Chénas

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Chénas is a small appellation for red wines produced in an area of northern Beaujolais that makes up one of the ten Beaujolais crus. It takes its name from the forests of oak trees (chênes in French) that once dotted the surrounding hillsides, an area that is now home to an ocean of Gamay vines. Chénas wines are among the heaviest in Beaujolais, and are known for their floral, earthy characters and ageability. Chénas, along with Moulin-à-Vent, is one of the most highly-regarded Beaujolais cru wines, and the best examples can be cellared for up to ten years.

The vineyards of Chénas can be found on the slopes of Mont Remont, sandwiched between the borders of Julienas and Moulin-à-Vent. The 700 acres (290ha) of vineyards in Chénas itself are split between the Rhône and Saône-et-Loire departments. Confusingly, the town of Chénas itself is located within the Moulin-à-Vent viticultural area due to changes in the appellation borders over time. As a result, only some vineyards located within the Chénas commune can be used in the production of Chénas wine.

An official decree from King Philippe V in the early 14th century saw the oak forests on the slopes of Mont Remont replaced with vines, and viticulture has been practised in the area surrounding Chénas since. These early vineyards were developed by rich Lyonnais in the 15th century, and were purportedly the favourite of King Louis VIII in the 18th century. In modern days, Chénas has the smallest area planted to vine, and as such has the smallest viticultural output of all of the Beaujolais crus.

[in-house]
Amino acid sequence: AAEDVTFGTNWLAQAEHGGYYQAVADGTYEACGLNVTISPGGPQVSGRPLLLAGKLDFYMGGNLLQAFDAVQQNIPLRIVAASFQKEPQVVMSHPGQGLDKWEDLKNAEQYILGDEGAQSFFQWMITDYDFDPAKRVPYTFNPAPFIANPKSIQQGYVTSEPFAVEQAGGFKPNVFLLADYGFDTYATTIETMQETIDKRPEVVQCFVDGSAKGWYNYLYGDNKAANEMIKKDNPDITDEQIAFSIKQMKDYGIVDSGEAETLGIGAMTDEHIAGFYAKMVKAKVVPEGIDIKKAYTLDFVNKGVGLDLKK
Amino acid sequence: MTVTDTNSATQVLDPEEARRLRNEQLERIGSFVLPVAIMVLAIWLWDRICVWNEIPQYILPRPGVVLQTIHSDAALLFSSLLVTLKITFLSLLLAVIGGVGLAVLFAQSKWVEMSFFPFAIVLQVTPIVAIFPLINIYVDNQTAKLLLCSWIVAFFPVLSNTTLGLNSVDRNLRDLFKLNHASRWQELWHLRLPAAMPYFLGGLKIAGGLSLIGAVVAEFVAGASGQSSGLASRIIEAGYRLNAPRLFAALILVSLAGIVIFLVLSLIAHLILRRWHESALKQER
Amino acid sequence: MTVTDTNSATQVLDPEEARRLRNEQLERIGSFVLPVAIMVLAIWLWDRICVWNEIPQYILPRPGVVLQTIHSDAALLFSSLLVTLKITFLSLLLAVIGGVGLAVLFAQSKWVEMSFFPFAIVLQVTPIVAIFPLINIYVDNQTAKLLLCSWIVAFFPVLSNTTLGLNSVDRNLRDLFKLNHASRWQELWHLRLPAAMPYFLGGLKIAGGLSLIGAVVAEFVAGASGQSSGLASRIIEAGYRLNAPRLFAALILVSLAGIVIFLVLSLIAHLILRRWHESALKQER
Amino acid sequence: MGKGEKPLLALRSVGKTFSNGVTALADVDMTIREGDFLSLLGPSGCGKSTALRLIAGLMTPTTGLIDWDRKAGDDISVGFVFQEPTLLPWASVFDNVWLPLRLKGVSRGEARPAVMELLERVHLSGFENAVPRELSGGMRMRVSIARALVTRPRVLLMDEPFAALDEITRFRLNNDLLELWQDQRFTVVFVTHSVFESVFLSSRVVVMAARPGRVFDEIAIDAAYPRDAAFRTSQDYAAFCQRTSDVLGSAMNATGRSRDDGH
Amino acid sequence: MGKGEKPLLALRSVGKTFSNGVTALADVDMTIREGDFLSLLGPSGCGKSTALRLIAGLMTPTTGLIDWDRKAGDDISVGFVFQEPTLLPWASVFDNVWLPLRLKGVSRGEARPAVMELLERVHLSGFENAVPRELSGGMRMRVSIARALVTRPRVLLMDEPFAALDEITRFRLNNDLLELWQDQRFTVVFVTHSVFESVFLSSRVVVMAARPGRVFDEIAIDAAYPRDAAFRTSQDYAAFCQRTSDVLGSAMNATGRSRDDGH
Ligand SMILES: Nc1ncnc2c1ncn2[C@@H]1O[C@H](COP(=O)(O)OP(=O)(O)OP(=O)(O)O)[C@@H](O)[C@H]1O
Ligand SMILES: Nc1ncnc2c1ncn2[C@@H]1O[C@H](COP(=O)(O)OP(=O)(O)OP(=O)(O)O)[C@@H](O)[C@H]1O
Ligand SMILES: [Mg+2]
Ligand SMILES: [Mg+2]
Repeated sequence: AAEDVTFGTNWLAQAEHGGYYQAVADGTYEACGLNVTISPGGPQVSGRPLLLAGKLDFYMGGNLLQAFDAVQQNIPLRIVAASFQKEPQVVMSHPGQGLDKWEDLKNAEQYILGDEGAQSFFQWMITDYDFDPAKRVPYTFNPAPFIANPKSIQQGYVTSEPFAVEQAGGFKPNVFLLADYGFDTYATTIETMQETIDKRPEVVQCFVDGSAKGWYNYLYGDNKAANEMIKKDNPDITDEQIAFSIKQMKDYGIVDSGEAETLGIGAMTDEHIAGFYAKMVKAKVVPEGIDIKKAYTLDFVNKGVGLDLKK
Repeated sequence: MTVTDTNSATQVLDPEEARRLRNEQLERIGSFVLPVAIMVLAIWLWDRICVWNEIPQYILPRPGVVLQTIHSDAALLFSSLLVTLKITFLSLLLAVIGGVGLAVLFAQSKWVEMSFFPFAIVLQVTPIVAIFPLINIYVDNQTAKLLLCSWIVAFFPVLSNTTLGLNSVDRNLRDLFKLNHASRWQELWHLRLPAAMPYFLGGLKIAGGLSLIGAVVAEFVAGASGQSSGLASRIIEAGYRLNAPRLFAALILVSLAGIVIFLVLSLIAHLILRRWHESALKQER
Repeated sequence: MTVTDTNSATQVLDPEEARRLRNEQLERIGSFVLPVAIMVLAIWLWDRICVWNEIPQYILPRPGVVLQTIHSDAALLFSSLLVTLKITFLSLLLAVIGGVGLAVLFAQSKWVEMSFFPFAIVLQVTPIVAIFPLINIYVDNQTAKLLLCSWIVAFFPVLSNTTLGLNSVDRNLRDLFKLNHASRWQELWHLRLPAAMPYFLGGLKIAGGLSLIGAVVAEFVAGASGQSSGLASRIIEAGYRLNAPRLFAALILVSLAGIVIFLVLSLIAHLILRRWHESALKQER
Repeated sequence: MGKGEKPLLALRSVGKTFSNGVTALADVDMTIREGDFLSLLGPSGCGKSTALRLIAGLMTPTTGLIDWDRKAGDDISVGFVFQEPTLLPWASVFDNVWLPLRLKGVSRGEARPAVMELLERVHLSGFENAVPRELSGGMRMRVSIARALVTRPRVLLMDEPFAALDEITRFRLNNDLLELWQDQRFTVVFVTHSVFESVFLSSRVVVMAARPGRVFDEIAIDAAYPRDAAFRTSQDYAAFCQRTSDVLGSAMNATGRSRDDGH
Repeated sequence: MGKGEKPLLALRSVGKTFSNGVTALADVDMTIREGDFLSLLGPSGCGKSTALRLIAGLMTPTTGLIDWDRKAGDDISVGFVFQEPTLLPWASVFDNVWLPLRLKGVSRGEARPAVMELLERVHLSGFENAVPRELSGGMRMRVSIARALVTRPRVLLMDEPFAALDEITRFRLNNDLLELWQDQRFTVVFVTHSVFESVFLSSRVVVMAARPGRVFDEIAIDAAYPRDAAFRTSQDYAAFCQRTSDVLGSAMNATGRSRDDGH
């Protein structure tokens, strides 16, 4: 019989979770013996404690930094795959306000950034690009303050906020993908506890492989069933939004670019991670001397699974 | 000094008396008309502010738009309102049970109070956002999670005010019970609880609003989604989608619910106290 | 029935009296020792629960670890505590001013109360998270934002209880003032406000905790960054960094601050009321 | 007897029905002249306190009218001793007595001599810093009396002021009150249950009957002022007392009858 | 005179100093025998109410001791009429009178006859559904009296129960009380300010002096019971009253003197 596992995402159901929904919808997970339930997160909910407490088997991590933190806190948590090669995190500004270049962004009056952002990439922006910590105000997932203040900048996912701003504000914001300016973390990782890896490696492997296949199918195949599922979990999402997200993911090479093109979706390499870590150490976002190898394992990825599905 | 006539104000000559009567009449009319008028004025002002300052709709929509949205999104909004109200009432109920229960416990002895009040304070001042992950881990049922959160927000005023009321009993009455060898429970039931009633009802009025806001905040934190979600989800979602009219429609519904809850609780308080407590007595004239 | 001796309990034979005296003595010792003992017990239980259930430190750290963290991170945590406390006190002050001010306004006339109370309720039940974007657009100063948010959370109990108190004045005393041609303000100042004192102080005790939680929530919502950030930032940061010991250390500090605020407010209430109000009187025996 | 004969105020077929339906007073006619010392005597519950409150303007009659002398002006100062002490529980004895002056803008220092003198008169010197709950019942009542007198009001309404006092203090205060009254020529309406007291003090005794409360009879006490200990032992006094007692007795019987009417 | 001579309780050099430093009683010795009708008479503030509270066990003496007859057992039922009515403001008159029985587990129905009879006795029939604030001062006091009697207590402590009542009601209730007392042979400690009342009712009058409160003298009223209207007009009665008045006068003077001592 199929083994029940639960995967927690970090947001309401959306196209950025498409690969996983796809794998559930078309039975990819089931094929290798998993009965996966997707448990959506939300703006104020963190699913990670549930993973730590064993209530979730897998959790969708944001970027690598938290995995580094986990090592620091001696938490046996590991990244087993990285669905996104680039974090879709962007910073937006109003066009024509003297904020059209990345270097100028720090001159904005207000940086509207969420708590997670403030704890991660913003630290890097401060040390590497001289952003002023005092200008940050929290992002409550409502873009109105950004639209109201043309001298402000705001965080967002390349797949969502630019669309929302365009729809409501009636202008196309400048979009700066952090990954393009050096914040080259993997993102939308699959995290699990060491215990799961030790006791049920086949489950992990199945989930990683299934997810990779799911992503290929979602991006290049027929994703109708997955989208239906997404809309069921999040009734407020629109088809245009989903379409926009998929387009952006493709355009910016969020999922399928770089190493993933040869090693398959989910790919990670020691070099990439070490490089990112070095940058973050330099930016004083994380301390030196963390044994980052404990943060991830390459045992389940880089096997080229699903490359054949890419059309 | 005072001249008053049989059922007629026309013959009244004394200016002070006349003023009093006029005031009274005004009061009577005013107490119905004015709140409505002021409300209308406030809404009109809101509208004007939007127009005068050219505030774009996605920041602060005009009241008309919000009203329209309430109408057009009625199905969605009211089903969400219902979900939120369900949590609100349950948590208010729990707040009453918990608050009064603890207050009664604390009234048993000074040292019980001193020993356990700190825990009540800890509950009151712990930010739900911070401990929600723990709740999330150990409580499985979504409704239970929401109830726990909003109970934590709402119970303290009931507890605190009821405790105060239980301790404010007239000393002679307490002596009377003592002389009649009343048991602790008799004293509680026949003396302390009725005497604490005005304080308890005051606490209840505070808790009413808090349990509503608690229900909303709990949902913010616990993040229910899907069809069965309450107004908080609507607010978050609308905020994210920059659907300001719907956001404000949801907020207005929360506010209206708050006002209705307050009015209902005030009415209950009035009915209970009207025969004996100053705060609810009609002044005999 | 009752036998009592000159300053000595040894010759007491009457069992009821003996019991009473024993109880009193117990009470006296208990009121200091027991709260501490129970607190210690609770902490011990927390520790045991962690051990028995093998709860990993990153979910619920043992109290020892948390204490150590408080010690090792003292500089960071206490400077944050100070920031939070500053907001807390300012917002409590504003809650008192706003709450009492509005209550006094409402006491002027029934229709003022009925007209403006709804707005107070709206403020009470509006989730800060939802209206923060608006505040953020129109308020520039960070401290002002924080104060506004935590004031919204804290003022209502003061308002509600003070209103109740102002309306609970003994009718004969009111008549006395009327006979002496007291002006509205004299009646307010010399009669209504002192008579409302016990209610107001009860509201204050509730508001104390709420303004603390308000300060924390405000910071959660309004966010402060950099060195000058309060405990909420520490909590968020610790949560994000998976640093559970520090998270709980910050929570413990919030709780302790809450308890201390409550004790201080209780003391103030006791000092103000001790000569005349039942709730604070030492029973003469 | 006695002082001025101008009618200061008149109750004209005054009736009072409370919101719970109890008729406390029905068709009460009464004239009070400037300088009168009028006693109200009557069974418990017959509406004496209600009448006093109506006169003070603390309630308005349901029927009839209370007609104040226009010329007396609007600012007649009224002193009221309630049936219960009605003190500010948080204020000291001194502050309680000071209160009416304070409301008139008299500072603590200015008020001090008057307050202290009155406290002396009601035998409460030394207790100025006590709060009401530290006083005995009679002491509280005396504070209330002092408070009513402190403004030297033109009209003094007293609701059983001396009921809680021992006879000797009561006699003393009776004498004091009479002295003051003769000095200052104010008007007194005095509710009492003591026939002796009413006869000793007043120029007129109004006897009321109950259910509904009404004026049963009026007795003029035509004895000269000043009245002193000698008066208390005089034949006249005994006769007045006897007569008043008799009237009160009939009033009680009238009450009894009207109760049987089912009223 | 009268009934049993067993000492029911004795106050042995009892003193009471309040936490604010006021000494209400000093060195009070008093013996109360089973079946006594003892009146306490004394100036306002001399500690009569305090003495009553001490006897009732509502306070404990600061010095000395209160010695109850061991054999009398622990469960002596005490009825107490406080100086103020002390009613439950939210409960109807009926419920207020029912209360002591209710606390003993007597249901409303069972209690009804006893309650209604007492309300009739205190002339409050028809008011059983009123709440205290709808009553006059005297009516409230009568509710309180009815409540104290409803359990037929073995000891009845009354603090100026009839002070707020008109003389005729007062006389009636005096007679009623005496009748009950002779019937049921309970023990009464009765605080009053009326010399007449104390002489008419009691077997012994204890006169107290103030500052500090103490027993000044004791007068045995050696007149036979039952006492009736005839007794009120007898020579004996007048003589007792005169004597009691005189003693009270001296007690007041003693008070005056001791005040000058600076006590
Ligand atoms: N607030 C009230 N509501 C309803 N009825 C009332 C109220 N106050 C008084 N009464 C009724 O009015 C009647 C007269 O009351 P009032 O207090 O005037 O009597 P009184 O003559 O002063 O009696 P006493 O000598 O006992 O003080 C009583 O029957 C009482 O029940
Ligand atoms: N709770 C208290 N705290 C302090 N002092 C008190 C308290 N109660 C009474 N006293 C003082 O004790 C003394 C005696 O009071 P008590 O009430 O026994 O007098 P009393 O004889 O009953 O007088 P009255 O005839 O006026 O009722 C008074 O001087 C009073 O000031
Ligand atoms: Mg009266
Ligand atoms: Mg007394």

The coarse, sandy soils in the Chénas appellation are made up of weathered granite, and are highly compatible with the Gamay grape variety. On these low-fertility soils, the vines are forced to grow deep root systems into the ground in search of nutrients, and the rapid drainage afforded by the slopes lessens the water intake of the vines. As a result, small, concentrated berries with thick skins are produced, resulting in a more structured and ageworthy style of wine.

The continental climate in Chénas is marked by warm sunshine in summer that extends into the fall, and drying winds from the hills to the west of Beaujolais help to reduce the negative effects of rain during the growing season. Some cooling influences from the Mediterranean in the south make their way into the vineyards of Chénas, ensuring that ripening happens sufficiently slowly to preserve acidity in the grapes.

The majority of wines produced in Chénas are made entirely with the Gamay grape variety, but appellation laws permit the addition of some white wine into the blend: namely Chardonnay, Aligoté and Melon de Bourgogne. Vignerons are only allowed to plant 15% of their vineyards with these white wine varieties, effectively limiting the quantities permitted in the wines.
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